If anyone reading this blog was in April McGregor’s A Jar of Summer: Preserving the Bounty of the Harvest class at A Southern Season yesterday, I was the lady in the front row trying to figure out a way to properly identify botulism toxins in jars of canned tomatoes.
Ms. McGregor, the proprietress of The Farmer’s Daughter in Carrboro, led us through the proper way to can fresh tomatoes; roasted tomato sauces; and candied figs using a dose of extra acid and the standard water bath method. I prefer to can using the water bath method because it doesn’t require a lot of expensive equipment that I do not have and I don’t have to worry about exploding pots in a rental unit. However, most of my experience using this method has been with the “safe” foods like jams and jellies.
I have been doing a lot of research on canning tomatoes and apples, but have thus far been stymied by the danger of improperly processing relatively low-acid fruits in such a way as to sicken either myself or those I love dearly. My family doesn’t take well to being poisoned, an example of which can be found rooted deeply in my childhood where an improperly cooked turkey gave us all a nasty round of food poisoning. This event, in turn, lead to ten subsequent Thanksgiving turkeys where my father fondly recalled the day that all of us got “botched” by my mother. Living in a household where botulism has acquired verb tense status can cause a great amount of trepidation when engaging in new, potentially bacterial, pursuits.
But, Ms. McGregor has assuaged my original concerns and, with the proper dose of acid and a much longer processing time than I had originally assumed, I can have tomatoes (and figs!) at the ready any time during the year.
Locavore Shopping for last week: Goat cheese, poblano peppers, anaheim peppers, sweet peppers, crunchy red peppers, green peppers that turned red in my bag, eggplant, tomatoes, tomatoes, tomatoes, Gughlhupf bread of all sorts, yogurt, bison.
Percentage of Total Grocery Expenditure (Goal 85%): 90%
Locavore Dish (One dish composed of 100% locally-sourced ingredients): Bison and Goat Cheese Chile Rellenos with fresh tomato salsa
I visited the Durham Farmer’s Market last weekend and found a place that sells bison. Then I walked a little way down the square and found some beautiful poblanos (I bought them all). That gave me an excuse to buy some more goat cheese and go home and make a healthy version of one of my favorite Mexican foods.
Bison and Goat Cheese “Chile Rellenos”
9 small/medium poblanos or 4 large ones
1 lb. ground bison
½ cup “sofrito” (see recipe below)
2 fresh tomatoes
1 handful of fresh cilantro (do not use if you don’t like cilantro)
1 Tbls. fresh oregano
Salt/pepper to taste
1 log goat cheese (or a mix of goat cheese and other pungent cheeses)
Turn oven onto broil. Place all of the poblanos on the top baking rack and broil the peppers until they are black and blistery on the outside. Turn the pepper over and continue roasting until the entire pepper is burnt and blistered on the outside. Using tongs (or some other device other than your fingers), place the peppers into a bowl and cover with foil. Let them steam for 15 minutes.
In the meantime, brown the bison in a skillet (you will need a little oil to do so). Move the bison to the side of the pan. Add the sofrito to the other side and let cook for 30 seconds. Then add the fresh tomatoes and mix everything together. Cook the mixture until the bison is done and the mixture looks like taco meat. Add in the fresh cilantro and oregano and set aside to cool.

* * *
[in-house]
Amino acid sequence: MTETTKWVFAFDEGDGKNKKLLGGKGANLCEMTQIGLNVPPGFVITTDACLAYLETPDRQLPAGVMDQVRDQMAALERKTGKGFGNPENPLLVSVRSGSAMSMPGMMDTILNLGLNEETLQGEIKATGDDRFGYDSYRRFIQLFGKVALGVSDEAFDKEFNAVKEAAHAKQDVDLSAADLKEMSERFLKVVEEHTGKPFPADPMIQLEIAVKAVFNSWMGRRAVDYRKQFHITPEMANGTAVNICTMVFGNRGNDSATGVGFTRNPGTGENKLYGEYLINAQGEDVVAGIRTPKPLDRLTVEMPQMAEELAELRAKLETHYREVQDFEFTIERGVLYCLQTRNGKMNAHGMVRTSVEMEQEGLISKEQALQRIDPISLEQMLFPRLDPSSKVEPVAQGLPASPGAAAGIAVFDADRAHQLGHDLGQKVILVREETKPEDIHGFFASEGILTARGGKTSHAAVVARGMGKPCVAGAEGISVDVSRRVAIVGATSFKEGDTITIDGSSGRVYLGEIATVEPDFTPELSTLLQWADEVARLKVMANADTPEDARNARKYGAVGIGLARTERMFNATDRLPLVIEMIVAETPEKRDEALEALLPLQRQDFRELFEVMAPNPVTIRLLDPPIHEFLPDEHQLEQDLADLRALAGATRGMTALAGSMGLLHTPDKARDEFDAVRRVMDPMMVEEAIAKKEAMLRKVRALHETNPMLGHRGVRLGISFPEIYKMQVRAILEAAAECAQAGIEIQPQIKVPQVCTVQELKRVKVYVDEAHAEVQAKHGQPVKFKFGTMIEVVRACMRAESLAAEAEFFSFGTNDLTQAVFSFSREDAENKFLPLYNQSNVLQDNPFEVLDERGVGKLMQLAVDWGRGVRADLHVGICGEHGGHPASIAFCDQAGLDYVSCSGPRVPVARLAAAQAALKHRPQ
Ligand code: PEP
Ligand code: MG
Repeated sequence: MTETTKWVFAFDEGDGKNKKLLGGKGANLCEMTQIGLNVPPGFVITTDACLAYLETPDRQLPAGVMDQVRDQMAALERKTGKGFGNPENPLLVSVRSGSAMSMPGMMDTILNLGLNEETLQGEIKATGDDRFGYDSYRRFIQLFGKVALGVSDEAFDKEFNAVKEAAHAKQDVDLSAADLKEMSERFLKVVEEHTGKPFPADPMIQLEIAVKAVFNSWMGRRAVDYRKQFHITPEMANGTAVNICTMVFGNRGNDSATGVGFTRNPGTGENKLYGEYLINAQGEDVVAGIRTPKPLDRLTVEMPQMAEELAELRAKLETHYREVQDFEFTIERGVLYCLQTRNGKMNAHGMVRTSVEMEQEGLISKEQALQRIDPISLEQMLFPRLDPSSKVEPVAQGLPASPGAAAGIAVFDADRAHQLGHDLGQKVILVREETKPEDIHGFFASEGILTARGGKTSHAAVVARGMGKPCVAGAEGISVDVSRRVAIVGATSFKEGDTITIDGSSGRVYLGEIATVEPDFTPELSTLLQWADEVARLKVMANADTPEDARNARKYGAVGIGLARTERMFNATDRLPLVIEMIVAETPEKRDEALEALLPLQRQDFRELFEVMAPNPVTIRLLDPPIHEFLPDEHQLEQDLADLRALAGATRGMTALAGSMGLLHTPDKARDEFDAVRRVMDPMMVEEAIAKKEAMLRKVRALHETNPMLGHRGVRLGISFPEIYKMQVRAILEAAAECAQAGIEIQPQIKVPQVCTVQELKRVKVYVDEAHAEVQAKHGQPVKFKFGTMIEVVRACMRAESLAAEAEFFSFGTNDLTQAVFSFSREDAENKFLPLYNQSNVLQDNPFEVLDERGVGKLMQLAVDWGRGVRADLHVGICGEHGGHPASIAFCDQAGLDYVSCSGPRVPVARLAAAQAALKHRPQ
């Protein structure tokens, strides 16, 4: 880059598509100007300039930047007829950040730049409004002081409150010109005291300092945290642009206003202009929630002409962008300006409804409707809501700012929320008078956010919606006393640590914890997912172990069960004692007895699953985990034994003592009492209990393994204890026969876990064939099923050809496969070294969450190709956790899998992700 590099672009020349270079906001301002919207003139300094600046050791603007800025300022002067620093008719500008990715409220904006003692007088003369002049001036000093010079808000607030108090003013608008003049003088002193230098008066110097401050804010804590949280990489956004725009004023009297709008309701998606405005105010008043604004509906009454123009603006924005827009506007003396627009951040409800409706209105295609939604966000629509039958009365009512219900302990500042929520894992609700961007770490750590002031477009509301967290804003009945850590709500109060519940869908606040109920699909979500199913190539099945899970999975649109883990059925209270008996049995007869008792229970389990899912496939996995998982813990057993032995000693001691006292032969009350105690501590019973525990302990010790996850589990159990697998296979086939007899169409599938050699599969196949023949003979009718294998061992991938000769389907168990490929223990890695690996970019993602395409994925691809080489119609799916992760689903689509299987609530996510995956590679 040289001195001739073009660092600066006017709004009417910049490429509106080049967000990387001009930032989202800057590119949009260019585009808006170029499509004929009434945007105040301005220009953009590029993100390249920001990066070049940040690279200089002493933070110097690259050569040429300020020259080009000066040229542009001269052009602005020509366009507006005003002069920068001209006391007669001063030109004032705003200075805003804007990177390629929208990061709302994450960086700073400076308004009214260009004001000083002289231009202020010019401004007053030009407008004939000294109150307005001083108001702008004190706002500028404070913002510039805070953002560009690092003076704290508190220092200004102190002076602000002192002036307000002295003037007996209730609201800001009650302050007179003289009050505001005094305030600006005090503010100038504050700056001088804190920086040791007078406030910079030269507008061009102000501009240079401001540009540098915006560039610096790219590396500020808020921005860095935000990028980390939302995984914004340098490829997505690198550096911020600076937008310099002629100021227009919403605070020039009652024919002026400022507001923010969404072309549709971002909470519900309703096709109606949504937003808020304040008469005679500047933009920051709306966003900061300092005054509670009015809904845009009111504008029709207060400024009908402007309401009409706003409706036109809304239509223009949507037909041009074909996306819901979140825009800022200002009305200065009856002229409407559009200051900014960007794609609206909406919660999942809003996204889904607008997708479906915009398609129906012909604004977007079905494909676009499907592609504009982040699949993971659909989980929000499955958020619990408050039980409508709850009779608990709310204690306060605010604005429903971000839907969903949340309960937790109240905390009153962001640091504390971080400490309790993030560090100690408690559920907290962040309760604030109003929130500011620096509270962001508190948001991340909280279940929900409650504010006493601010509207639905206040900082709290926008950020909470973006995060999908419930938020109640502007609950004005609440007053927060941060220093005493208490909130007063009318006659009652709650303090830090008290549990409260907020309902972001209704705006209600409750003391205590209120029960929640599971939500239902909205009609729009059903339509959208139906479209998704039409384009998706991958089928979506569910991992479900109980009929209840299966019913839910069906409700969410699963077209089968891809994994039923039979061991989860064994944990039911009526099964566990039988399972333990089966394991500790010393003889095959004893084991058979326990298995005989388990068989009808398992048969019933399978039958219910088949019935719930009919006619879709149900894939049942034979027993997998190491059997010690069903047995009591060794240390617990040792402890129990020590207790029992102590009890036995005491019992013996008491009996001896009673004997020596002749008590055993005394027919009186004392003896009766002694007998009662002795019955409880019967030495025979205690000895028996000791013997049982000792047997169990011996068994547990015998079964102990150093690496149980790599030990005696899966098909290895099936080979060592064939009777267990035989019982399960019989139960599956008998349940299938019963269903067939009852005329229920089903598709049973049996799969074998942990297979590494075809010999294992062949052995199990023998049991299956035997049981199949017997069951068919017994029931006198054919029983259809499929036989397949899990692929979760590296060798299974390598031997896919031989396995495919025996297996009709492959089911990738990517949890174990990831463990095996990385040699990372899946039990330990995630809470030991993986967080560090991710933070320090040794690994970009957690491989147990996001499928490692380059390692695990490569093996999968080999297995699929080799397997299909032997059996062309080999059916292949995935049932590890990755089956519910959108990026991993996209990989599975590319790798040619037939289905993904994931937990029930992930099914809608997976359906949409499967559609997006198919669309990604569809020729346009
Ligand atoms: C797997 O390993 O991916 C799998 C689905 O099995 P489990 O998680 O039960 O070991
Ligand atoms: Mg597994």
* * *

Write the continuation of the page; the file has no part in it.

Next take your bowl of pepper to the sink and skin the pepper by peeling the tough, blackened outside skin off with your fingers. Cut a slit in the side of the pepper and clean the seeds out (I do this while holding the pepper under running water to make sure that all the seeds are gone). What you should have after you are done is a whole pepper with a little pocket in which to store the bison filling. Dry off the peppers.
Turn oven to 350 degrees. Using your clean hands or a spoon, stuff the peppers with the bison mixture and place open-side up in an oiled or foil-lined casserole dish. Open the pepper opening up a little more and stuff and cover the top with a hearty pile of goat cheese. When all of the peppers have been stuffed and cheesed, place in the oven to bake for half an hour. The peppers will be hot and gooey when done.
Put on a plate and serve with a side of fresh tomato salsa, sour cream or Mexican crèma, or rice and beans.
When I lived in Florida, I ate at so many different Latin American restaurants I could hardly keep track. There is a whole lot to love about Latin-inspired dishes, but my absolute favorite were the Puerto Rican places that served rice dishes containing a little or a lot of sofrito – a spicy pungent garlic and pepper seasoning that is extremely easy to make and store. Just make a bunch of it ahead of time and freeze it in little freezer bags or in “ice cube form.”
2 green bell peppers, seeded and chopped
2 red bell peppers, seeded and chopped
3 medium tomatoes, chopped
2 onions, cut into large chunks
3 medium heads garlic, peeled
20 cilantro leaves with stems
20 culantro leaves (use more cilantro, if you can’t find)
1 tablespoon salt
1 tablespoon black pepper
Place everything in a food processor and process until the consistency of a somewhat smooth salsa. Use immediately, or freeze for later.